Finding threads of a story while traveling

Finding threads of a story while traveling

Pilgrim shell dated 1200 ADI am not sure what I feel about omens as sometimes they sound like new age clap trap but I did pause to think about the person who carried this shell on a pilgrimage.

This shell dated at 1200 AD was found in the old city at Bristol. Now, the interesting thing about this shell is that this type of shell is not found in British waters. The scallop shell is the symbol of St James and worn by pilgrims as a sort of badge while walking the Santiago de Compestela in Spain. In times past it was believed to keep pilgrims safe and it was also handy to scoop water from streams and drinking fountains along the way. The shells have 2 holes drilled in them and are stung with leather. This enables them to be worn on belt or around the neck. The tradition is still alive as these days pilgrims still carry a shell but tie them to their back packs.

As regular readers know I am slowly heading towards France where Jerry and I are going to walk the Camino de Santiago. This pilgrimage is a 500 mile (800 Kilometres) from St Jean Pied-de-Port in France to Santiago in Spain. It will probably take us about 5-6 weeks to walk it but this shell was found in Bristol so who ever carried it to Santiago and back had a much longer than we do!

Needless to say I had to add a quick sketch to my travel journal. I used aquarel pencils, watercolour, pitt pens in a hand book journal which is 5 inches by 5 inches. The buff colored paper is about 140 gsm and takes a light wash.

Sketch of St James Sculpture 1400-1500

Yesterday we went to the V&A and who should I bump into but a small statue of St James dressed as a pilgrim. Well… Not literally bump as I am careful in a museum. It was found in the Midlands in England, dated 1400-1500. Made off alabaster this figure was probably used for personal devotion.

Once again it seamed appropriate to attempt a small sketch in my travel journal. It was done using graphite a aquarell pencils and I added a light wash of water when I was back at the hotel.

Sometimes stories unfold themselves in a journal. They can appear to be over a couple of days or couple of weeks. It is fun and interesting to watch for and pick up the threads of various stories as they interweave themselves into my life. So I don’t see omens but I do see stories.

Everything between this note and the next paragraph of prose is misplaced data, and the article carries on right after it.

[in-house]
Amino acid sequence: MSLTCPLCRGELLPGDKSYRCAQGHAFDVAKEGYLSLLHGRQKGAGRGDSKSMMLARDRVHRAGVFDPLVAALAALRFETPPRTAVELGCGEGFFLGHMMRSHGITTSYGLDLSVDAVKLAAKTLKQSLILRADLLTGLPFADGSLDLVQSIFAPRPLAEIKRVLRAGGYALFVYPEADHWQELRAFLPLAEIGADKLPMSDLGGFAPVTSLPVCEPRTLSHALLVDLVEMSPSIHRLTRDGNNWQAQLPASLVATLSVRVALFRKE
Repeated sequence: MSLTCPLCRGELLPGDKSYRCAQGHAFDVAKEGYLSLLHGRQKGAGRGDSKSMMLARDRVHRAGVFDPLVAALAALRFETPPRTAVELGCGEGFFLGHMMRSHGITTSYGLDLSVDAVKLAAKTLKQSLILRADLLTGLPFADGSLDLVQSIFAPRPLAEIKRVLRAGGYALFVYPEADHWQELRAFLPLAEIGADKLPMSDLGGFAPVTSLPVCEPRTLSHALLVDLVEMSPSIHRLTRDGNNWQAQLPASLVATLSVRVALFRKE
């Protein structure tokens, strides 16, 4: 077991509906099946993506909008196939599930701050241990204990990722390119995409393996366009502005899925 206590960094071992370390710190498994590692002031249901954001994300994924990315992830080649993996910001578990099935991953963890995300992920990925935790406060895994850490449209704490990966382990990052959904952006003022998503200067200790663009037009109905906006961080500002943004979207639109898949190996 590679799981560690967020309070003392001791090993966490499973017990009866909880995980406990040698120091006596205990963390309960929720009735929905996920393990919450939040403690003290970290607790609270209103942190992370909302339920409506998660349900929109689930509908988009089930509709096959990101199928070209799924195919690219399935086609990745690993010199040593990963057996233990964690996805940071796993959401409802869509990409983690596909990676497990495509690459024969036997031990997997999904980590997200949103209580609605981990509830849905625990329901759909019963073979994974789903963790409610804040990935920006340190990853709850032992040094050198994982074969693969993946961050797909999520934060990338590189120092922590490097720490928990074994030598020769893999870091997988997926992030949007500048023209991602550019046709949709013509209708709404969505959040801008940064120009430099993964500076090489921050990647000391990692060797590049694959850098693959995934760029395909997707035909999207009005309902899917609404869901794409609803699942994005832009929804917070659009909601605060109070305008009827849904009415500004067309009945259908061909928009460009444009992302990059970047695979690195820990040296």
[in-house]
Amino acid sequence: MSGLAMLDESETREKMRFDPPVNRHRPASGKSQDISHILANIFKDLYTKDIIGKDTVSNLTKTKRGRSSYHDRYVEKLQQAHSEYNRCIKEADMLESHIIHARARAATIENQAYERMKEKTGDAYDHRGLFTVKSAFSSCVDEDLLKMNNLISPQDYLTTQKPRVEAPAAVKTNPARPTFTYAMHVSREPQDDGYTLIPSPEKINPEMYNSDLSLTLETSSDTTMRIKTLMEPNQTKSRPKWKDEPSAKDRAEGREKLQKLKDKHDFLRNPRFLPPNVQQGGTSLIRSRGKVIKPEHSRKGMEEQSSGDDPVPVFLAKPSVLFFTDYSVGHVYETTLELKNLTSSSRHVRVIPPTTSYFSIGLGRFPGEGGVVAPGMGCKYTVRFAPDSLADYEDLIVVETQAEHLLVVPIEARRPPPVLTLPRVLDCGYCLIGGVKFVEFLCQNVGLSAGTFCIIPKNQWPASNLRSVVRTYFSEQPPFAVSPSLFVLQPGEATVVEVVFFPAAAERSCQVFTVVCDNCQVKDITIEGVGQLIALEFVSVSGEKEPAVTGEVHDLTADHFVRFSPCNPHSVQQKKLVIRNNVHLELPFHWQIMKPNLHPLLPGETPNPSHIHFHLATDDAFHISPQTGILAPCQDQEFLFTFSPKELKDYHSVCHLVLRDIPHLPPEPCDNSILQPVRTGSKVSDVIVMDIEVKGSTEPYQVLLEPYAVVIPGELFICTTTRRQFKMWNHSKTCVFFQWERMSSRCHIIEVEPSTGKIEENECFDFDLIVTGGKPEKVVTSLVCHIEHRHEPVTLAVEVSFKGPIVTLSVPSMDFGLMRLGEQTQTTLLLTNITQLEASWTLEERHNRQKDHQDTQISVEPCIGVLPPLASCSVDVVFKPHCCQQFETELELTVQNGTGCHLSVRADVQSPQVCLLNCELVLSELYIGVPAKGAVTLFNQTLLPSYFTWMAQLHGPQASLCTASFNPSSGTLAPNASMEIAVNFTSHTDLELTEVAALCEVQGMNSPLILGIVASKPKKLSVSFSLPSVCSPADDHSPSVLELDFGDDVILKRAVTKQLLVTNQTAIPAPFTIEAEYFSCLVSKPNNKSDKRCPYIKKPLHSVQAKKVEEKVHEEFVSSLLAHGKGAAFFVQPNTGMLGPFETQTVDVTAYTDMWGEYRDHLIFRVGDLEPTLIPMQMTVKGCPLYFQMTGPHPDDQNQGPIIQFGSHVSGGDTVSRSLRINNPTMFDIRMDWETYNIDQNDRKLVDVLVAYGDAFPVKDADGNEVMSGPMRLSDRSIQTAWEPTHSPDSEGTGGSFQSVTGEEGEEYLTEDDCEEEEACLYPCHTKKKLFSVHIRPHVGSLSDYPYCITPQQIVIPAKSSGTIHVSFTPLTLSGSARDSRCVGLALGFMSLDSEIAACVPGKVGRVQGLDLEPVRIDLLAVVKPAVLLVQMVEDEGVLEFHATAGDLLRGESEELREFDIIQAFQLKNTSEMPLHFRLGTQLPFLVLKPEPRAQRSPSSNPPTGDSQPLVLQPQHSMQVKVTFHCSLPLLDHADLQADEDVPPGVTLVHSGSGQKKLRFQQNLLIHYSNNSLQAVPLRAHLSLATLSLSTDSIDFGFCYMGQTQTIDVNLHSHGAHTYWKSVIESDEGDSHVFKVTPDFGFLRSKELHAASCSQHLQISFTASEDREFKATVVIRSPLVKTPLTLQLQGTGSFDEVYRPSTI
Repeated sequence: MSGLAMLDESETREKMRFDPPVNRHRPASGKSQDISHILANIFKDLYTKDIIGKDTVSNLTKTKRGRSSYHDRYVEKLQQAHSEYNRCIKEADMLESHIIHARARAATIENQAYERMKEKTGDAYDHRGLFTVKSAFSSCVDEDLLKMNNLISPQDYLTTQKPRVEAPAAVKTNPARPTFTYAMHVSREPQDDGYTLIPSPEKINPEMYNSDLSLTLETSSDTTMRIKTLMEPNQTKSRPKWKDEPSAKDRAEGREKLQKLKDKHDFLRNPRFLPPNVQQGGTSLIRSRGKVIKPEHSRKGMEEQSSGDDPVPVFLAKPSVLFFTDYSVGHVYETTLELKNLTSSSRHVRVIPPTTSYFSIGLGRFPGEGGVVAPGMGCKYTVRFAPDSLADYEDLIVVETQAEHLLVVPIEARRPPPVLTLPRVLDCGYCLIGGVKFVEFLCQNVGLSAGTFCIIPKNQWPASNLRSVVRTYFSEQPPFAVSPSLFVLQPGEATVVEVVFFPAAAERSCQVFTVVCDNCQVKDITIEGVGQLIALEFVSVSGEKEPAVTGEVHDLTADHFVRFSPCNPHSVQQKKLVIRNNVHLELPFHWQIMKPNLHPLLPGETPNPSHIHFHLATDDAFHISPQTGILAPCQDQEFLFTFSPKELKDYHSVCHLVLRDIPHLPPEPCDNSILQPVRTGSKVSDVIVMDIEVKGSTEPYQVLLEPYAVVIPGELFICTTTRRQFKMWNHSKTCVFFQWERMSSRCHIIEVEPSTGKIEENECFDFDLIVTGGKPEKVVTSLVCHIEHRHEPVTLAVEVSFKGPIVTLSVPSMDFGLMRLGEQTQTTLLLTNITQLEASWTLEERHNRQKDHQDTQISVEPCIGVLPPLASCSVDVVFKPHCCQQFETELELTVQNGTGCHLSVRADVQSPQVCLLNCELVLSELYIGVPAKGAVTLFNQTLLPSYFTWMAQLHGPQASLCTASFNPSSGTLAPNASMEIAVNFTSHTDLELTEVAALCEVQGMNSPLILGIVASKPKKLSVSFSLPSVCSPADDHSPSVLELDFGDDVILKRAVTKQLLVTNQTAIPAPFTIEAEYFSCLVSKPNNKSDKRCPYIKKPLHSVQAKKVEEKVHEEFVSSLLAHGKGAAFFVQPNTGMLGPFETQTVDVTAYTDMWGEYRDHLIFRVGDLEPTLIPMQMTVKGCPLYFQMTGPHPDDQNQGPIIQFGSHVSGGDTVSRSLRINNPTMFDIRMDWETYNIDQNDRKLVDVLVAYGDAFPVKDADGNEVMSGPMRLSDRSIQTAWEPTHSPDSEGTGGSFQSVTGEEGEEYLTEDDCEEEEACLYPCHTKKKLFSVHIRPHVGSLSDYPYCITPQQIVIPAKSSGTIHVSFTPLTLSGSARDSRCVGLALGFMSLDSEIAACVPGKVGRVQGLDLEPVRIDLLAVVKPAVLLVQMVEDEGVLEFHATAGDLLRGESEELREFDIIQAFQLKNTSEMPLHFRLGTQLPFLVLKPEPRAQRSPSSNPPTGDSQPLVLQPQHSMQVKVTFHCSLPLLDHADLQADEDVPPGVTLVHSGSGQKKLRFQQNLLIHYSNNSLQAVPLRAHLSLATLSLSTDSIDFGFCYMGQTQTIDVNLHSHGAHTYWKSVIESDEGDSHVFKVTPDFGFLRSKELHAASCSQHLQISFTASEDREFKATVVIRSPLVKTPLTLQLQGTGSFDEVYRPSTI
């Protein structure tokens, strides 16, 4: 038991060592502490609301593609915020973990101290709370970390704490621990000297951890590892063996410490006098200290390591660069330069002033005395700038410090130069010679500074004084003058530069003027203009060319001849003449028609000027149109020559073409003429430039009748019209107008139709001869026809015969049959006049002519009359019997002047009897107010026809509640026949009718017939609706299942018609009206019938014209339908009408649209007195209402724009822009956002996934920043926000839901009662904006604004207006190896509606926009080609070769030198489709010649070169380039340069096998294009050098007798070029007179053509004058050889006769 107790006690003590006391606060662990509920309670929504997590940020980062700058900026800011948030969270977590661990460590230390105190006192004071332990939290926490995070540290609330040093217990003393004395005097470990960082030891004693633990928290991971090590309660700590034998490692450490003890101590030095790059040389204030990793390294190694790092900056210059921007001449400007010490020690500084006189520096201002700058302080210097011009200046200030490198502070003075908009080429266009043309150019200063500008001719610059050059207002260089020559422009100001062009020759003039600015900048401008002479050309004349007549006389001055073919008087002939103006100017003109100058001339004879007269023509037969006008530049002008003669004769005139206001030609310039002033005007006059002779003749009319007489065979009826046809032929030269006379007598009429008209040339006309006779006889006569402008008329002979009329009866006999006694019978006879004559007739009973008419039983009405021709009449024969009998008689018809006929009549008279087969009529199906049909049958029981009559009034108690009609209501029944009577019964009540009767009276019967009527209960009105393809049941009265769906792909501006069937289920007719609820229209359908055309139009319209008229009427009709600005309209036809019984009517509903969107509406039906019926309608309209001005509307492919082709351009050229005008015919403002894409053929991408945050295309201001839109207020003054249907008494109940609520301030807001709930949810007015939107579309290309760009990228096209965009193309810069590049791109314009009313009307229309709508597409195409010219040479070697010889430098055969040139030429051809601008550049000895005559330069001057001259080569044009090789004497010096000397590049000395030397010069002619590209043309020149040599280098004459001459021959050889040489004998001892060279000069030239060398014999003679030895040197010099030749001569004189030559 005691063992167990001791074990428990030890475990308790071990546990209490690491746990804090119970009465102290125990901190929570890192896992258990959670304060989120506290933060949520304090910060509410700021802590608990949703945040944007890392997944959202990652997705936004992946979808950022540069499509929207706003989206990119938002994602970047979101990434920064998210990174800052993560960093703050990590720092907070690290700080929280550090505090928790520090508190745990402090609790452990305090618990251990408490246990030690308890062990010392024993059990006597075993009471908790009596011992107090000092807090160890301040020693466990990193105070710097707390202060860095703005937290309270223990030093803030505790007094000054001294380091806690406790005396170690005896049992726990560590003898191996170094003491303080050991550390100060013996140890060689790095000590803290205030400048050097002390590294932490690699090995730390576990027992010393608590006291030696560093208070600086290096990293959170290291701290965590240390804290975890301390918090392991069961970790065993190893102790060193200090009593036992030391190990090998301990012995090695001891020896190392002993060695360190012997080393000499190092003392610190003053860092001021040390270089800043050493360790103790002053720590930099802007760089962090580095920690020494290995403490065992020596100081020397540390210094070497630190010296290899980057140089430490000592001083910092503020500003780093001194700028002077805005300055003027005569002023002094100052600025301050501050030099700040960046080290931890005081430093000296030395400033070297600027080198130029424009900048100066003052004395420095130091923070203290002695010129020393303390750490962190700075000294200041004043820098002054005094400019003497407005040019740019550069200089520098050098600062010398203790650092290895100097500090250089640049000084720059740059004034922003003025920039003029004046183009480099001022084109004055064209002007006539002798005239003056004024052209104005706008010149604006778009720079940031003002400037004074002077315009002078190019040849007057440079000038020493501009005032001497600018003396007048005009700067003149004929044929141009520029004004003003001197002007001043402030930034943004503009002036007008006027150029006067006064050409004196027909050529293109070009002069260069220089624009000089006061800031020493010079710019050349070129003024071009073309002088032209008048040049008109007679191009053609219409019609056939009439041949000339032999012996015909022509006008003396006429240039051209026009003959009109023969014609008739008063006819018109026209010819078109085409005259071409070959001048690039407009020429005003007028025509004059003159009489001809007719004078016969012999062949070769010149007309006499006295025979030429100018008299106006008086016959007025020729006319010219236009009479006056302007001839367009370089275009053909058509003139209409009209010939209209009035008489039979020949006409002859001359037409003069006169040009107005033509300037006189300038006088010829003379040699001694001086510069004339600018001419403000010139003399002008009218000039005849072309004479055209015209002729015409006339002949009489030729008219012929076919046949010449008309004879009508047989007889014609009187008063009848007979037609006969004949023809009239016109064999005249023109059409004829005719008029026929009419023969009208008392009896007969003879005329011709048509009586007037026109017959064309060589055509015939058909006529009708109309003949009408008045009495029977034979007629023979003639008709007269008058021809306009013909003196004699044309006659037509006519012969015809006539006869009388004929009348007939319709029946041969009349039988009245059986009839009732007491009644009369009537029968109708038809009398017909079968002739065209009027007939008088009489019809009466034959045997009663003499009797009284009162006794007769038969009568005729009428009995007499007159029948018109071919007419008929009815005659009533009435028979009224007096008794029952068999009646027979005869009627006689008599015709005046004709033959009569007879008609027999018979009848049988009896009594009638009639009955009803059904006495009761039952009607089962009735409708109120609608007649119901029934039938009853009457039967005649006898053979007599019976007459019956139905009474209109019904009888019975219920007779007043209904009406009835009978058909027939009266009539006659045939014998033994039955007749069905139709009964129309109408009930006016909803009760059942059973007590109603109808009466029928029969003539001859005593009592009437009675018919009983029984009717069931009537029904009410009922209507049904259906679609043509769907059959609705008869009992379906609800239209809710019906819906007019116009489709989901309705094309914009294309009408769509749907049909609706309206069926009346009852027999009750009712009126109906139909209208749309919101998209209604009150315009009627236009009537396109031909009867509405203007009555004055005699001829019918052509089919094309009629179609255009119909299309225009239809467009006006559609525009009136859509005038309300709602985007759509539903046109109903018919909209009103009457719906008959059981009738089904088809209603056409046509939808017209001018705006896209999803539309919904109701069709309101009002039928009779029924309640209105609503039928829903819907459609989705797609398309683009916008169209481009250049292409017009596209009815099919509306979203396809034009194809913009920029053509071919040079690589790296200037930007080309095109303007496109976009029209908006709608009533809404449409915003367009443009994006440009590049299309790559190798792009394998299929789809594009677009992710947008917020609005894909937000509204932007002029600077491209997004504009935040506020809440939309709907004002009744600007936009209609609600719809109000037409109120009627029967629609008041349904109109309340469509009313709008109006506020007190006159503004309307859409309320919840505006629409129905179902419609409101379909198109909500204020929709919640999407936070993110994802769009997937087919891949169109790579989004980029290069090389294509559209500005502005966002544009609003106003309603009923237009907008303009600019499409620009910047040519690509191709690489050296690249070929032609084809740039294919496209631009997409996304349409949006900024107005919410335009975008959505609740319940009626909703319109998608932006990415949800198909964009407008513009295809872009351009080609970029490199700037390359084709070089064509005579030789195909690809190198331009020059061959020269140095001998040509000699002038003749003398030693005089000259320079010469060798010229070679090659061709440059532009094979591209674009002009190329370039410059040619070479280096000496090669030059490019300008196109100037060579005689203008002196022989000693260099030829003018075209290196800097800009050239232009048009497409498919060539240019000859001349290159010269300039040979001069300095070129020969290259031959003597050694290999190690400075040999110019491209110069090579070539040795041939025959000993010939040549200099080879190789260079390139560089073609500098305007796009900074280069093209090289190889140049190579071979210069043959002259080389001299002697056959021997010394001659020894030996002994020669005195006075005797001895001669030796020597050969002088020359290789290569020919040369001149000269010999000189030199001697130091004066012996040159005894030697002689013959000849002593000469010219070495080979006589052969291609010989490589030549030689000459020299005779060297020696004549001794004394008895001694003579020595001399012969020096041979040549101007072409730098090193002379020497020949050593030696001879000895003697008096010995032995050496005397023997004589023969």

1. Thanks so much for sharing these beautiful experiences and legends linked with your pilgrim.So interesting Sharon.You are indeed a precious Chest full of treasures!! Each day you are sharing them with us.
    I was so keen to learn more of the shell and the legends and found this link. Really interesting.
    Have a safe , blessed journey and keep writing more 🙂
    God bless you both!!!

    Ash Zee
  2. I hope you are enjoying your time here in the UK. Pilgrimage is a special thing, so wear your scallop shell with pride when you start your journey to Santiago.

  3. Very interesting about the shell. I had to read up on this and apparently most pilgrim badges are recovered in or near rivers because Medieval pilgrims believed that the badges would bring good luck if they were thrown into water. So with 2 large rivers Bristol may have been a really lucky spot!

    Jules Woolford
  4. Once you know about the pilgrimage to Santiago it is amazing how many references to it that you can find in different places. There are so many routes all converging in the north of Spain. Also don’t forget that Bristol and Bordeaux have been closely linked through the wine trade for many centuries with ships crossing back and forth which may have shortened the route a little for some pilgrims. Very hot and dry here at the moment – I hope it cools a little for your walk. xx


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